The Challenges of Rural Education
Because of the vast expanse of the USA, there can be many isolated areas such as small villages. The facilities which might be seen in such areas can be somewhat limited because of the low population numbers that are represented by these areas. As such, the educational organizations that operate in these locations can be of a smaller scale when brought into contrast with some of the schools which might be seen in more urbanized areas.
It could be said that the challenges which are associated with rural education should not be so profound - particularly because of the statistics which are associated with the numbers of students who go to school defined as in a rural area. In towns which have a population of less than 25,000, there are 33% of school students who go to schools which are in these areas. If you take ten percent of these populated towns and reduce the number of students who go to schools in a place where there are less than 2,500 people, you would learn that 20% of kids are here.
Because of how the numbers are significant, some would say more needs to be done in order to ensure that young people who are in these areas get an equal chance - particularly considering that nearly a third of students in these areas can be in poverty. Also, there can be less incentive for teachers in these locations to teach because of limited teacher resources and the reduced wages that an educator in these areas could expect.
Rural education situations vary from state to state, and so the challenges which different areas face is purely coincidental with the resources that these areas might already have. Unfortunately, there are some issues in states where parents are beginning to realize that the picture in these rural schools is not as clear as it should be, and so the numbers of student intake each academic year has been on the decline in some areas. Of course, this has been something of concern for those who are looking to move forward with education by ensuring that the playing field is more even.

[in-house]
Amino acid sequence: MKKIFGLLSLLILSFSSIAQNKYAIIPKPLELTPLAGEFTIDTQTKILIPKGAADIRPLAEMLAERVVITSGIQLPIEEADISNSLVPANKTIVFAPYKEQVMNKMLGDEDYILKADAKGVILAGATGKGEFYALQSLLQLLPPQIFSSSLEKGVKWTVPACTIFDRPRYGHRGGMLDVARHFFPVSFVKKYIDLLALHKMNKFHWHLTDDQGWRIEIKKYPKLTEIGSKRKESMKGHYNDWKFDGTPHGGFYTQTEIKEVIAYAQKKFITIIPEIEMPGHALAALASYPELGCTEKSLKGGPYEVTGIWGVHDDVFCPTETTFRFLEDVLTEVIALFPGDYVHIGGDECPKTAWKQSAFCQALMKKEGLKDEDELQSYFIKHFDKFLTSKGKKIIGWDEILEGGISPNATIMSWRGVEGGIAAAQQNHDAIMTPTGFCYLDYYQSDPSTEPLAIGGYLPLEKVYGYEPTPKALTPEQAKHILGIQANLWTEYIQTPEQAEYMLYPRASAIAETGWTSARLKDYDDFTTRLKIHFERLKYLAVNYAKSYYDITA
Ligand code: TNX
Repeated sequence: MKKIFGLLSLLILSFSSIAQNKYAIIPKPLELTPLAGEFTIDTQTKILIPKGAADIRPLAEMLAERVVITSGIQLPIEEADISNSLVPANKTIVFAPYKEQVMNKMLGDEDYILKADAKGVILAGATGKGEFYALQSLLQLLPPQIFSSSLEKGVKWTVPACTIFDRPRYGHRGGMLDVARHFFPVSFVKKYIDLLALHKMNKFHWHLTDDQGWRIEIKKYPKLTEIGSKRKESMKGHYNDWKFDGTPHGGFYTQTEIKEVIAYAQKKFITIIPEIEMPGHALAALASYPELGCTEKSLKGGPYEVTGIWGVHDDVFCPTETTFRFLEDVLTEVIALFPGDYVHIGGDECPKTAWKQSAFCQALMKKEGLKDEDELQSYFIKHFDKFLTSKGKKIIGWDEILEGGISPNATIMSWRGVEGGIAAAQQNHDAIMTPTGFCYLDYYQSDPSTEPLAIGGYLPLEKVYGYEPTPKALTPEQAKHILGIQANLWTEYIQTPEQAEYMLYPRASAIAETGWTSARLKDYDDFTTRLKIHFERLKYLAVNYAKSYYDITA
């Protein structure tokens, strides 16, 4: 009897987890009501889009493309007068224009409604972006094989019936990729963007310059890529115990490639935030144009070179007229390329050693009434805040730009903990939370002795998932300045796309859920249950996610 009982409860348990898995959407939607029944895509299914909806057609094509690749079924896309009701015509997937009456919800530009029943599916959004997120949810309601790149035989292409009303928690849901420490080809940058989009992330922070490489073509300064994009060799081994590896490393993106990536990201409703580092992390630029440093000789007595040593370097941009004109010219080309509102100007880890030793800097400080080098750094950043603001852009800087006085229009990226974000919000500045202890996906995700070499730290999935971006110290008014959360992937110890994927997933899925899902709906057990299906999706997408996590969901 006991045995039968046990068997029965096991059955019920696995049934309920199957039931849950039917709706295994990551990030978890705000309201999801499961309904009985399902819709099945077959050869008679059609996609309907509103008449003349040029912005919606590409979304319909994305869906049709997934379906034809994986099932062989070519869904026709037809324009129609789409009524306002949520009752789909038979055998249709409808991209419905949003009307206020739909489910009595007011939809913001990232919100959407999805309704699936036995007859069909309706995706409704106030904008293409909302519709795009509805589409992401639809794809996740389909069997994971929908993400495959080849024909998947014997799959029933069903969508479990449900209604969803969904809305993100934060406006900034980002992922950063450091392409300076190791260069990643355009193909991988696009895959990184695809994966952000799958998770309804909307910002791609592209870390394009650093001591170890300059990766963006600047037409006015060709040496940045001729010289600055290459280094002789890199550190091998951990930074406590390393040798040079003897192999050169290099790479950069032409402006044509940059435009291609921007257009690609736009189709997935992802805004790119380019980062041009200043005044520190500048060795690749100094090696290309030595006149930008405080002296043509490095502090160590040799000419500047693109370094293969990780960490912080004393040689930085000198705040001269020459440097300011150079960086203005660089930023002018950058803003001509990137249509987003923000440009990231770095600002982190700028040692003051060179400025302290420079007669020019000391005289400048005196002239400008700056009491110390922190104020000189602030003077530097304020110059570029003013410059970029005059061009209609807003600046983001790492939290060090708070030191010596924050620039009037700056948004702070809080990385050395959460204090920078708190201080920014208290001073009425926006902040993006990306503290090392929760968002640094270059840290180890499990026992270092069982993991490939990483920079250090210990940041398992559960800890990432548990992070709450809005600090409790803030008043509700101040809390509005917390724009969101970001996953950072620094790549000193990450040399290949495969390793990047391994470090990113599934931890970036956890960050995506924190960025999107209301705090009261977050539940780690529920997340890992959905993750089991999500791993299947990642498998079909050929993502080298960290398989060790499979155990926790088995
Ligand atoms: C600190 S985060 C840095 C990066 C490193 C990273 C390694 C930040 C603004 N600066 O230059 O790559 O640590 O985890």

The situation clearly has been made to get far worse than it should be - flying in the face of the philosophy that many have: 'every child matters'. As such, there are now questions as to whether more can be done to accommodate those who are living in more isolated areas by giving parents and students more of an incentive to receive a rural education. In some respects, it could be more of an advantage of a disadvantage with the right approach - with the staff to student ratios being lower, there could be arguments that some people could have the opportunity to get more of an individualized education which is relevant to their needs and ensuring that they get as much attention as they need to get good grades.